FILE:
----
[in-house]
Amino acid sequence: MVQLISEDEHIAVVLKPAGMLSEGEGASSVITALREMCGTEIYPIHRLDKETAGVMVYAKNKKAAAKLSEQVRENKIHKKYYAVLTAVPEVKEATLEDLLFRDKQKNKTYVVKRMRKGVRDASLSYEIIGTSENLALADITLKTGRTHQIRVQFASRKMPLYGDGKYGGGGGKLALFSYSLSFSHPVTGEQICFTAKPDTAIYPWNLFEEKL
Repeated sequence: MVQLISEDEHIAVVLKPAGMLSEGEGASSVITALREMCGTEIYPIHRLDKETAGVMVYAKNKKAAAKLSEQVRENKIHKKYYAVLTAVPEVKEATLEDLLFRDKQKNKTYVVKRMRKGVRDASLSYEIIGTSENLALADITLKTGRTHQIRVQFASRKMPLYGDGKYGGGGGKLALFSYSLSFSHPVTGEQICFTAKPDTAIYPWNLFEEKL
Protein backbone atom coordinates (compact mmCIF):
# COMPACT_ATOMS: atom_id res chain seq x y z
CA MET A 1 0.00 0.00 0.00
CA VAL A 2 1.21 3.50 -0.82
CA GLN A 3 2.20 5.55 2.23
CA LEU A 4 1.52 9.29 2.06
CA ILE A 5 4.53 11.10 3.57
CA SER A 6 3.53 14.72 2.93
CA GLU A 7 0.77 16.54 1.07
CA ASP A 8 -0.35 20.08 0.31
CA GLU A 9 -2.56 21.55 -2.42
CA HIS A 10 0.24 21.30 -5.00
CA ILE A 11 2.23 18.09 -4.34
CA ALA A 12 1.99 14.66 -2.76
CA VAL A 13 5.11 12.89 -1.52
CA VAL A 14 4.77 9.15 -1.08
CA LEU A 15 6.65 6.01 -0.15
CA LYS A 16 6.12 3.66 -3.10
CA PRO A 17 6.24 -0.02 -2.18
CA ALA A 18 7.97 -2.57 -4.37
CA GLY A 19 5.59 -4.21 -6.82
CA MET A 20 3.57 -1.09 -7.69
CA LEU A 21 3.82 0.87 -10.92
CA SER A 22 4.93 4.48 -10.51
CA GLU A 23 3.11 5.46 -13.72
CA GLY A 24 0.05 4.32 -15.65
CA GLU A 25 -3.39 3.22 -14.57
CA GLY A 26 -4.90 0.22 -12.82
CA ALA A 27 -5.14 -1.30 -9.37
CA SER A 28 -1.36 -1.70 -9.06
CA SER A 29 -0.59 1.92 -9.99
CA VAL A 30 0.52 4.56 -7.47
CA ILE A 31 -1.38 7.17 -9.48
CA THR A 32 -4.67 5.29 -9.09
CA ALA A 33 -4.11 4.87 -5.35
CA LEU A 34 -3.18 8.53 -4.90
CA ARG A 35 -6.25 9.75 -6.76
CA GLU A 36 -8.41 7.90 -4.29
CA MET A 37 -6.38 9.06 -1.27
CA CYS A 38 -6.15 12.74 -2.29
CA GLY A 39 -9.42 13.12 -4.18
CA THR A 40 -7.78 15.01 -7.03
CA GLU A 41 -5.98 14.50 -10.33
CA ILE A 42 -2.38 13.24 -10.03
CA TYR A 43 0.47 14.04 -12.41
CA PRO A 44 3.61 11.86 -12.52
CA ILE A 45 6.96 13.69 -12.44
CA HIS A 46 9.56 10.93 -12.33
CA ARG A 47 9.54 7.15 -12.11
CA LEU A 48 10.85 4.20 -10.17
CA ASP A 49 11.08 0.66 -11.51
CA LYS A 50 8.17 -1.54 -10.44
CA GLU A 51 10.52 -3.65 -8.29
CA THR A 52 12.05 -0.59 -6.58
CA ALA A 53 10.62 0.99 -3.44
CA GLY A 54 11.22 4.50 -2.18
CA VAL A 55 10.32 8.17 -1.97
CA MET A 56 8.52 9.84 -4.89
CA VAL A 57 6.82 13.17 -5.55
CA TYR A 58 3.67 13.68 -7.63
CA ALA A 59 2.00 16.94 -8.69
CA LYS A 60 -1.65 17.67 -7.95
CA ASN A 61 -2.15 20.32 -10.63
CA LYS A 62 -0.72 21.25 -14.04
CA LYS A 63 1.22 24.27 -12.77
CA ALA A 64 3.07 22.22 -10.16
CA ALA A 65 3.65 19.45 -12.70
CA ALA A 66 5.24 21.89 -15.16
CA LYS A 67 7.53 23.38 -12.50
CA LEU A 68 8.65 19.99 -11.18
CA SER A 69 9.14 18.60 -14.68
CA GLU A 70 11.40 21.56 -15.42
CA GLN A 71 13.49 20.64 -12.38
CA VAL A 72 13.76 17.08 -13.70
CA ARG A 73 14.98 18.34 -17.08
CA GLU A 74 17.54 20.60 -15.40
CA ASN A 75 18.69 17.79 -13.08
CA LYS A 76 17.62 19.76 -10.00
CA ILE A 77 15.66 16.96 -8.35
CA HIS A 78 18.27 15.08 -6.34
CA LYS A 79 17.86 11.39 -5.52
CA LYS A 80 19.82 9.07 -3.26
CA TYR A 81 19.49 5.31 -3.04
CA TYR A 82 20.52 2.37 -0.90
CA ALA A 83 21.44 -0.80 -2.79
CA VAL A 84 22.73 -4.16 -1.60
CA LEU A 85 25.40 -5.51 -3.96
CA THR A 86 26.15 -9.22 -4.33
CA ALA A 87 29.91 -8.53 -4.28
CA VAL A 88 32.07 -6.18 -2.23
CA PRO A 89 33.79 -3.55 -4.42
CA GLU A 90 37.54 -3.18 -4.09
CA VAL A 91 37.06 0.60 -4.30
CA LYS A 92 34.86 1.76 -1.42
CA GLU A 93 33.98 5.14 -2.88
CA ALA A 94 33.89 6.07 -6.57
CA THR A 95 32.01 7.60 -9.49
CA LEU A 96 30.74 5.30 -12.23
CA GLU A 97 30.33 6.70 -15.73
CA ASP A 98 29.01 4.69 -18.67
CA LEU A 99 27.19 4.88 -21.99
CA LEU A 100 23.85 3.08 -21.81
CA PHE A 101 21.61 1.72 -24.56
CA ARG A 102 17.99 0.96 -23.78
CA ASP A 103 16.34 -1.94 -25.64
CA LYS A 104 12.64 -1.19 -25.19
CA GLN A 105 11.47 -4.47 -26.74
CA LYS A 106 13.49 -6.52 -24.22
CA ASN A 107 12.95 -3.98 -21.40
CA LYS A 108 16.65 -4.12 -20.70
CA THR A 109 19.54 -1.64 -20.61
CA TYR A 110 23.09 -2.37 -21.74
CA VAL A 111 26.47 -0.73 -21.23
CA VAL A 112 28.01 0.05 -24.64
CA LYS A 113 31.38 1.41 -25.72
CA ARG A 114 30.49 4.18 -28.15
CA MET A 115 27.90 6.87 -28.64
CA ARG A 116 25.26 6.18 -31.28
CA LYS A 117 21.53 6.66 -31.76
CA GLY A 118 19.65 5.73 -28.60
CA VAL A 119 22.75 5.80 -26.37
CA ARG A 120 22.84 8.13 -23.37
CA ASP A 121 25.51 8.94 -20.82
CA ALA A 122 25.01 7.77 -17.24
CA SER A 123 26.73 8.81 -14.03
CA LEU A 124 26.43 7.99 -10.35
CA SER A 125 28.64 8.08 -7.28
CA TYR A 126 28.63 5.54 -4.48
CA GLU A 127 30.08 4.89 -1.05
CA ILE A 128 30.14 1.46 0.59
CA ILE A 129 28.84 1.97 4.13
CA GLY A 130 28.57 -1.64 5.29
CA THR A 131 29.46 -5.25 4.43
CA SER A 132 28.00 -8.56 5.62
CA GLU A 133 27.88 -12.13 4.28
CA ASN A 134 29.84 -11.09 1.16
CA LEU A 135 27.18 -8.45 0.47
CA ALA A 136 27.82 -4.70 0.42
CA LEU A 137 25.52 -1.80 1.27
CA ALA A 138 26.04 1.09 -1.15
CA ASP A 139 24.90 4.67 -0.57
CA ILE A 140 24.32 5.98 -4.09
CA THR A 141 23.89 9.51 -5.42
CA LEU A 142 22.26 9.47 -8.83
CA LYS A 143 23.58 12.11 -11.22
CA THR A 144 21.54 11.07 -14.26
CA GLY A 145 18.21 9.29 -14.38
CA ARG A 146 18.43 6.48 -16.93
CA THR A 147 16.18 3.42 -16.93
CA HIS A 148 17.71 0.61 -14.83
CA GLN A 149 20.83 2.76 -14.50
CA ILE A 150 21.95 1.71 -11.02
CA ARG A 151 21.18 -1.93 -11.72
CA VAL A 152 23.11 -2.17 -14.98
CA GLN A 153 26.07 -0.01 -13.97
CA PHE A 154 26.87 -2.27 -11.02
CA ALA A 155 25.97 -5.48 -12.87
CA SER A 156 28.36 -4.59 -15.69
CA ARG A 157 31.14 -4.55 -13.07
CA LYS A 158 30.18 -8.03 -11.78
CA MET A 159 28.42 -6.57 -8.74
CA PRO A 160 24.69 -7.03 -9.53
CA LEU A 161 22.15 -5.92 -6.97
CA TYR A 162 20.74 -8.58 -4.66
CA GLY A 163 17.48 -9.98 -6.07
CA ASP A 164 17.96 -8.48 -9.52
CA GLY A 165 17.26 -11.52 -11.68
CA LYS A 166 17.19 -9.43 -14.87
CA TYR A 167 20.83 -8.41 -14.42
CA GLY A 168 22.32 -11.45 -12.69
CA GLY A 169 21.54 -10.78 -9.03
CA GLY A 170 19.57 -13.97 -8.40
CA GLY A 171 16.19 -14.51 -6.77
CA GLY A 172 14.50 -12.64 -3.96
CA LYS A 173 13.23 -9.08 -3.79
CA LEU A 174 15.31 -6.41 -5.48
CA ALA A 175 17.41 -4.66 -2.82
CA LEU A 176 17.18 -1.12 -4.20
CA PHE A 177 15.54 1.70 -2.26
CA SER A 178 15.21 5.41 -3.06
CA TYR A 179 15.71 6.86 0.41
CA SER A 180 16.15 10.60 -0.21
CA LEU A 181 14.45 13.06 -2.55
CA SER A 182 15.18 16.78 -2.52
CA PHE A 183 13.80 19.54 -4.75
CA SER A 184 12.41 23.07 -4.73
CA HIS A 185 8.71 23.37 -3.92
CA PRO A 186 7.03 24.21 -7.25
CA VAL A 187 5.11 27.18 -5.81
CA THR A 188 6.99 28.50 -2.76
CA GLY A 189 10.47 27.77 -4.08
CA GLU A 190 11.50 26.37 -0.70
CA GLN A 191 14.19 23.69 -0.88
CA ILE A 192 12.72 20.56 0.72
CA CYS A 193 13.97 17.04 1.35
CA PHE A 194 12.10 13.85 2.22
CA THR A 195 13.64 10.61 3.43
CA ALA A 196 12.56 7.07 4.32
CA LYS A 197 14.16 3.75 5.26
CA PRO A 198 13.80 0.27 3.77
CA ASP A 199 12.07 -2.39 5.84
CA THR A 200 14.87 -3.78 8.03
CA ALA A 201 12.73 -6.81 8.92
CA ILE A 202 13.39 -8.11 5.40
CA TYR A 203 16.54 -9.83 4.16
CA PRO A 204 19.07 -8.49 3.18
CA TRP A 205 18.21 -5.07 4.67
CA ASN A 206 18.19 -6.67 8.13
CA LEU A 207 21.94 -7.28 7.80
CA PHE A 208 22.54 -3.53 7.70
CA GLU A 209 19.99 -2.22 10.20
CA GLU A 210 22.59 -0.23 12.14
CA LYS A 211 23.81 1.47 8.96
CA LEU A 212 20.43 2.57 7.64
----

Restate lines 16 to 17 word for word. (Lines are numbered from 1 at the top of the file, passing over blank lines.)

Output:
CA ILE A 11 2.23 18.09 -4.34
CA ALA A 12 1.99 14.66 -2.76